“Roger” made her feel like he was helping her out and had answers to a problem with her computer. He told her that her computer would stop working if she didn’t help him remove the software. He managed to get remote access to her computer with her permission and actually tried to have her log in to her bank account. When his tactics did not work, he asked her to visit her bank personally. Thankfully, she became wise to the ruse and shut him down. However, he locked her computer and threatened to keep it locked if she did not cooperate! (3)

These types of situations are occuring all across the U.S. so you must stay vigilant to scammer’s tactics.

Some Things Are Too Good to Be True

If you are considering a purchase online, look at the details and do some fact checking before purchasing. When a site offers you something that sounds too good to be true — like a prize for accumulating points, money for winning a competition, or an invitation to invest in the bottom level of a get rich quick idea, just say NO.

Some tell-tale signs to watch for include:

  • “Https” in the URL means that the site has a valid security certificate. However, they could still be scammers!
  • Make sure that any pictures you see of merchandise were not just copied from somewhere else online. If they are selling you a cat, for example, they should be able to send you authentic and unique pictures showing that they actually have that particular cat in their possession.
  • Don’t pay with methods that scammers use. Never wire money or transfer money from your bank no matter what someone tells you. Always use a secure payment method like PayPal or a credit card.
  • Don’t buy from someone you “know” online unless they meet every other criteria for safety. “Knowing” someone online and in person are two different things. 
  • If there is no local pickup option, opt out. This is a bad sign.

How to Tell If It Is Legitimate

  • A text or email provides information only. There should be no links to take you elsewhere.
  • A text or email may ask you to log into your account but will provide no links.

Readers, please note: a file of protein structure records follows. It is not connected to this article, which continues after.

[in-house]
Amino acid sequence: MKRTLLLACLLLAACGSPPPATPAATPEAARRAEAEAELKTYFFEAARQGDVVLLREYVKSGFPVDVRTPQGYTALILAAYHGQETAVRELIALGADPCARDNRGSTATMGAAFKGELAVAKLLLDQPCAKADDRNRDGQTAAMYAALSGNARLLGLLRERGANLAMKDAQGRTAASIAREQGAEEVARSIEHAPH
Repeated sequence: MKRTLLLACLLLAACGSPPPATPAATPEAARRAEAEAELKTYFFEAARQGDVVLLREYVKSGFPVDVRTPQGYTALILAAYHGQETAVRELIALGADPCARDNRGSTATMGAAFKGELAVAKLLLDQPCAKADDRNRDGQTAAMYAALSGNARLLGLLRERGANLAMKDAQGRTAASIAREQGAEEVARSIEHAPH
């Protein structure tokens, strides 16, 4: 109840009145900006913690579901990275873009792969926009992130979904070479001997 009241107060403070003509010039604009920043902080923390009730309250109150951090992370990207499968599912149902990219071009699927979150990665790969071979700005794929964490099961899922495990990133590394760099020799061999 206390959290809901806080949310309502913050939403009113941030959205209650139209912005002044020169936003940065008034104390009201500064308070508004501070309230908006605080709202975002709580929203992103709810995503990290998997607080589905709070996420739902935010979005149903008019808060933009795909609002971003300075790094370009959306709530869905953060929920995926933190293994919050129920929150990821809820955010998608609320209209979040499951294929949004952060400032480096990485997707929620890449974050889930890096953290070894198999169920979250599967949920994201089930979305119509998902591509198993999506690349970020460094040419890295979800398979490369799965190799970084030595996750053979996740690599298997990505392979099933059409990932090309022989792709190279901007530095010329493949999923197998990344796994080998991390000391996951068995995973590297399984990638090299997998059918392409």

• A legitimate business will not request you to do anything other than what you would normally do.
  • They will not ask for personal information such as social security numbers, bank account numbers, passwords, pins, log ins, etc.
  • They will not request remote access to your computer or phone.
  • They do not have bad grammar or odd language that a legitimate business would not use.
  • They won’t ask you to pay for something in advance with a wire, bank transfer, gift cards, or a cryptocurrency.
  • They will not change payment details after you have agreed on a safe payment method.

Stay Safe

Keeping safe online is only possible if you remain vigilant. Scammers update and change their methods with the times. New and better schemes are invented every year by desperate people who live in poorer countries. Don’t fall prey.

Find Help

If you think that you have been scammed by someone trying to steal money or your identity, contact an attorney at LawZebra for a free consultation. We work to protect you from fraudulent companies who prey on innocent or well-meaning people. We don’t rest until we find justice for you.


  1. https://www.marketwatch.com/story/whats-your-net-worth-and-how-do-you-compare-to-others-2018-09-24
  2. https://www.pewresearch.org/fact-tank/2015/07/09/how-americans-compare-with-the-global-middle-class/
  3. https://www.nytimes.com/2021/01/27/magazine/scam-call-centers.html
  4. https://www.scamwatch.gov.au/about-scamwatch/tools-resources/online-resources/spot-the-scam-signs